Wednesday, September 16, 2015

Is Cheap Really Cheap?

Throughout history, there have been premium products from manufacturers who care about only one thing - the best quality they can produce.  And their prices, traditionally, reflect that.  (Everyone says about such a product, "it is the Cadillac of...")  For example, when I was young, I bought a pair of Fila shoes, and thought they were very expensive.  However, they lasted in excellent condition for 10 years, at a cost of about $12 per year, while the "cheap" shoes at $25 per pair lasted about a year, so about twice the cost.

But somehow, in this day and age of instant, global commerce, we have somehow seemed to adopt an idealistic attitude that, manufacturers can sell direct and cut middlemen, and therefore we can get great products for cheap.  That global competition sharpens the product quality, keeps prices low - and lets the consumer win.  However, that seems to have been taken to the extreme, way beyond reality.  I grew up with my parents repeating, "If it's too good to be true - it probably is."

Monoprice is one example, and the one I am highlighting.  I have read several blog posts touting the amazing quality and prices of Monoprice.  I ordered a couple of lightning-adapter USB cords when we started our transition of devices from the old to the new Apple adapters.  And initially, they seemed to be fine - with the exception of one cord that broke immediately, and Monoprice replaced it promptly.  To be fair, I have found exactly the same results with cheap products ordered from Amazon and eBay, but I am picking on Monoprice because a lot of tech-savvy people seem to think it is God's gift to consumers, and I want to dispel that myth.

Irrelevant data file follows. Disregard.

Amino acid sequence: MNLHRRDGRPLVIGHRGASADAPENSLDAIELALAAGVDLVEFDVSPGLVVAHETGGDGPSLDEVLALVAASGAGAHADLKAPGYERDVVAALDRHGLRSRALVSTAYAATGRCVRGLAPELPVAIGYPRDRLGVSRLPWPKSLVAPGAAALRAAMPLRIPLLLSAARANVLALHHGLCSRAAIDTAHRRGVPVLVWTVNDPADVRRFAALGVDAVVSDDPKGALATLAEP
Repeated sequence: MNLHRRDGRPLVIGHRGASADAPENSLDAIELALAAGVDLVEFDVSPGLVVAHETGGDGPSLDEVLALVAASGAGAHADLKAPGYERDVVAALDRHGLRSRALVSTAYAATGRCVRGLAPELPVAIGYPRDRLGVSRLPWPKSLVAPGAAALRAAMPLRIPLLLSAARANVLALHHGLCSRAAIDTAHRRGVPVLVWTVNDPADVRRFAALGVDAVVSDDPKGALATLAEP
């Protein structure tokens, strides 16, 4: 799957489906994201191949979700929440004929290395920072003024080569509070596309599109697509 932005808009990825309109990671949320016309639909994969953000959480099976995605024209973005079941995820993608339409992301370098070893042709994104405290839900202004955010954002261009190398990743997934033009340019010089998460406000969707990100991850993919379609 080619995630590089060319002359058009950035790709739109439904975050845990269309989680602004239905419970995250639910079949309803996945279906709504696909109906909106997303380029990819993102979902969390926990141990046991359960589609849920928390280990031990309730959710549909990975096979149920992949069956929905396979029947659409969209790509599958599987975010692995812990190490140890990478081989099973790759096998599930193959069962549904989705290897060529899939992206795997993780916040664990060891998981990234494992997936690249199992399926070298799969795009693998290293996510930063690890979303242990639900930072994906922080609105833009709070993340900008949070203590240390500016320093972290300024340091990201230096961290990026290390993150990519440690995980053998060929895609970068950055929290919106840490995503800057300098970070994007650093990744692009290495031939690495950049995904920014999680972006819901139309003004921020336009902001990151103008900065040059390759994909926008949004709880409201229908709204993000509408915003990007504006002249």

I have since ordered 6 cords, and without fail, each and every one of them eventually (within the first year) broke, and stopped working.  Monoprice replaced 4 of them, no questions asked - but those again broke.  Now this particular product type, it is quite common I have found, for non-Apple-branded lightning cables to fray and break, even with careful use.  Additionally, I added Sugru to both the fraying, and new, cables - but that prevented neither from failing completely, and quickly.  What broke, was the cord where it entered the collar that encases the lightning connector - the cord wrap frayed and split, and the wires were exposed (bare and fraying), and eventually stopped working altogether.  Sugru failed to prevent or repair the fray, and failed to prevent the failure of operation.

In addition, I ordered 10 LED light bulbs in our project to replace the bulbs in our house with energy efficient ones that would last.  I had 1 DOA, that they replaced promptly, and then all 10 failed in the first year (most within the first 6 months).  LED bulbs, by the way, are supposed to last about 20 years.  I asked for my money back, and they refused, offering to replace the bulbs.  However, replacing them with faulty ones is not acceptable to me (at 100% failure rate within 12 months, I don't trust the product quality).  What's the point if I keep replacing them, and eventually they will stop replacing them for free?